3.3.2 Joint Transmission Power and Time Allocation . . . . . . . . . . . . . . . 3.3.3 Joint Power Allocation and Channel Accessing Scheme . . . . . 3.4 Performance Evaluation . . . . . . . . . . . . . . . . . . . . . . . . . . . . . . . . . . . . . . . . . . . . . . . . 3.4.1 Simulation Settings . . . . . . . . . . . . . . . . . . . . . . . . . . . . . . . . . . . . . . . . . . . . . 3.4.2 Performance of Intra-Cluster Data Transmission . . . . . . . . . . . . . 3.4.3 Performance of Inter-Cluster Data Transmission . . . . . . . . . . . . . 3.4.4 Impacts of System Parameters . . . . . . . . . . . . . . . . . . . . . . . . . . . . . . . . . 3.5 Summary . . . . . . . . . . . . . . . . . . . . . . . . . . . . . . . . . . . . . . . . . . . . . . . . . . . . . . . . . . . . . . . . References . . . . . . . . . . . . . . . . . . . . . . . . . . . . . . . . . . . . . . . . . . . . . . . . . . . . . . . . . . . . . . . . . . . . .

39 42 43 43 44 45 47 48 49

Secure and Energy-Efficient Collaborative Spectrum Sensing . . . . . . . . . 4.1 System Model and Design Goals . . . . . . . . . . . . . . . . . . . . . . . . . . . . . . . . . . . . . . . 4.1.1 Network Model . . . . . . . . . . . . . . . . . . . . . . . . . . . . . . . . . . . . . . . . . . . . . . . . . 4.1.2 Channel Sensing Model and Decision Rule . . . . . . . . . . . . . . . . . . . 4.1.3 Attack Model. . . . . . . . . . . . . . . . . . . . . . . . . . . . . . . . . . . . . . . . . . . . . . . . . . . . 4.1.4 Energy Consumption Model . . . . . . . . . . . . . . . . . . . . . . . . . . . . . . . . . . . 4.1.5 Design Goals . . . . . . . . . . . . . . . . . . . . . . . . . . . . . . . . . . . . . . . . . . . . . . . . . . . . 4.2 Analysis on Trade-Off Between Security and Energy-Efficiency . . . . 4.2.1 Attack Impact Analysis . . . . . . . . . . . . . . . . . . . . . . . . . . . . . . . . . . . . . . . . . 4.2.2 Security and Energy-Efficiency Trade-Off . . . . . . . . . . . . . . . . . . . . 4.3 FastDtec: Trust Evaluation for Fast Compromised Node Identification . . . . . . . . . . . . . . . . . . . . . . . . . . . . . . . . . . . . . . . . . . . . . . . . . . . . . . . . . . . . 4.3.1 Trust Evaluation Design . . . . . . . . . . . . . . . . . . . . . . . . . . . . . . . . . . . . . . . . 4.3.2 Analysis on Optimal Detection Threshold. . . . . . . . . . . . . . . . . . . . . 4.3.3 The Proposed FastDtec Scheme . . . . . . . . . . . . . . . . . . . . . . . . . . . . . . . 4.4 Secure and Energy-Efficient Collaborative Spectrum Sensing . . . . . . . 4.4.1 The Proposed Scheme . . . . . . . . . . . . . . . . . . . . . . . . . . . . . . . . . . . . . . . . . . 4.4.2 Further Discussion . . . . . . . . . . . . . . . . . . . . . . . . . . . . . . . . . . . . . . . . . . . . . . 4.5 Performance Evaluation . . . . . . . . . . . . . . . . . . . . . . . . . . . . . . . . . . . . . . . . . . . . . . . . 4.5.1 Simulation Settings . . . . . . . . . . . . . . . . . . . . . . . . . . . . . . . . . . . . . . . . . . . . . 4.5.2 Attack Impacts Evaluation . . . . . . . . . . . . . . . . . . . . . . . . . . . . . . . . . . . . . 4.5.3 Performance of the Proposed Scheme . . . . . . . . . . . . . . . . . . . . . . . . . 4.6 Summary . . . . . . . . . . . . . . . . . . . . . . . . . . . . . . . . . . . . . . . . . . . . . . . . . . . . . . . . . . . . . . . . References . . . . . . . . . . . . . . . . . . . . . . . . . . . . . . . . . . . . . . . . . . . . . . . . . . . . . . . . . . . . . . . . . . . . .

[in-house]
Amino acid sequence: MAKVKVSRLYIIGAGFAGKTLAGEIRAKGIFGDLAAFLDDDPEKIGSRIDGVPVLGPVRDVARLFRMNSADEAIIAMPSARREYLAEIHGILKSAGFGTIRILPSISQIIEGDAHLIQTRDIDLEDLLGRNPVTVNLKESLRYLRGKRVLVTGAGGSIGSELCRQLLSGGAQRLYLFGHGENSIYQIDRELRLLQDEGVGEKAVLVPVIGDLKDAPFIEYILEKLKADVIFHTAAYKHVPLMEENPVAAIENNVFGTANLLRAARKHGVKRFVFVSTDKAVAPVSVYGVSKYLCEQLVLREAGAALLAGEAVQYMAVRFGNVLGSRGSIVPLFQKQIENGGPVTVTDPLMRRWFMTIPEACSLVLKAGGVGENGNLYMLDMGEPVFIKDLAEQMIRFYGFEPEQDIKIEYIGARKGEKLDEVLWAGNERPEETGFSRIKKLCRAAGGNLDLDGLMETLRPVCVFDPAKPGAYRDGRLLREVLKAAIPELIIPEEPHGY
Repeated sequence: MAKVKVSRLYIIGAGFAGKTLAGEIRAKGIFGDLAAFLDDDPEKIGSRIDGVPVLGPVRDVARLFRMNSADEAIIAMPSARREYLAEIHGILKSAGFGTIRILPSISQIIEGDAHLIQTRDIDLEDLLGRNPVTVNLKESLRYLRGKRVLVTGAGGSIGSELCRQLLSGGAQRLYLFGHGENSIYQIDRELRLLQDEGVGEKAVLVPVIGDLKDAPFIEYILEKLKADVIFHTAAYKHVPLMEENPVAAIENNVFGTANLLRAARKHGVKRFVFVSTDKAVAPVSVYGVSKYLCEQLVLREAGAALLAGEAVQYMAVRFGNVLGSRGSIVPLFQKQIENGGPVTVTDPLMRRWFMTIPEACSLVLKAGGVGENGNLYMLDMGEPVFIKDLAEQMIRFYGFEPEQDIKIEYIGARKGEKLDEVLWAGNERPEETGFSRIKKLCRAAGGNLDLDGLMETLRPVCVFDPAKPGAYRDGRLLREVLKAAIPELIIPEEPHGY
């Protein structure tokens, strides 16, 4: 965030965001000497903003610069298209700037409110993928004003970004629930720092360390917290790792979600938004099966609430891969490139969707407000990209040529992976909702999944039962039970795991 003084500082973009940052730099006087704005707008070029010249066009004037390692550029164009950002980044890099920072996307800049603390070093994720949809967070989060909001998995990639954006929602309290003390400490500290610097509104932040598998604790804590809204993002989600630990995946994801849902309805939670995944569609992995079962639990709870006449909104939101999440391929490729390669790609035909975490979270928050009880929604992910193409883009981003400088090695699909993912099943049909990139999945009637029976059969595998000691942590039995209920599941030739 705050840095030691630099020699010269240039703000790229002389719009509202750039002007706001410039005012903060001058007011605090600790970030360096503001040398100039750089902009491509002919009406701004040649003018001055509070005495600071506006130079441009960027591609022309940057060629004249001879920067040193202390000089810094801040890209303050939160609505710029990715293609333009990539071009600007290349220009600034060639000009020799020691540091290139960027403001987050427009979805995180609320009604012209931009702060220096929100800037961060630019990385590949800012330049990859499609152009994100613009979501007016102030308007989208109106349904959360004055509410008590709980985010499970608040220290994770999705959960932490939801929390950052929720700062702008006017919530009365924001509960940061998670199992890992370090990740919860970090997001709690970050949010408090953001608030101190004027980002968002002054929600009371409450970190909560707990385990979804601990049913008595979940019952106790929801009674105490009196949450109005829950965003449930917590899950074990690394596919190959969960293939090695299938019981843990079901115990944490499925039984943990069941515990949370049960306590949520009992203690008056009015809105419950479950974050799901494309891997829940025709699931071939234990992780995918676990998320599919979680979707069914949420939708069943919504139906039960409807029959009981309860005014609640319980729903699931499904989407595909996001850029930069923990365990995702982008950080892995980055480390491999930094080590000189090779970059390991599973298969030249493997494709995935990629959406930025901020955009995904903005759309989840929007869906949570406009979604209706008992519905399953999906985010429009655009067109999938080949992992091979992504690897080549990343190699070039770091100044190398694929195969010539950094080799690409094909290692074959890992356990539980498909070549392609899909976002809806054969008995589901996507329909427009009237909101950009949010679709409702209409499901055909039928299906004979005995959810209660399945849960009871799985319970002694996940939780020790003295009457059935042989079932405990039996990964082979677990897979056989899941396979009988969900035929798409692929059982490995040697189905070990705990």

51 53 53 54 55 57 58 58 59 61

Joint Channel Allocation and Sampling Rate Control in EH-CRSNs . 5.1 System Model and Problem Formulation . . . . . . . . . . . . . . . . . . . . . . . . . . . . . . 5.1.1 Network Model . . . . . . . . . . . . . . . . . . . . . . . . . . . . . . . . . . . . . . . . . . . . . . . . . 5.1.2 Communication Link Model . . . . . . . . . . . . . . . . . . . . . . . . . . . . . . . . . . . 5.1.3 Energy Harvesting and Consumption Model . . . . . . . . . . . . . . . . . . 5.1.4 Channel Interference Model. . . . . . . . . . . . . . . . . . . . . . . . . . . . . . . . . . . . 5.1.5 Problem Formulation . . . . . . . . . . . . . . . . . . . . . . . . . . . . . . . . . . . . . . . . . . . 5.2 Problem Decomposition and Solution . . . . . . . . . . . . . . . . . . . . . . . . . . . . . . . . . 5.2.1 Problem Decomposition and Dual Problem . . . . . . . . . . . . . . . . . . . 5.2.2 Subgradient Method for Solving Dual Problem . . . . . . . . . . . . . . .

81 82 82 85 85 86 87 88 88 91

63 63 65 68 69 69 69 71 71 73 77 77 78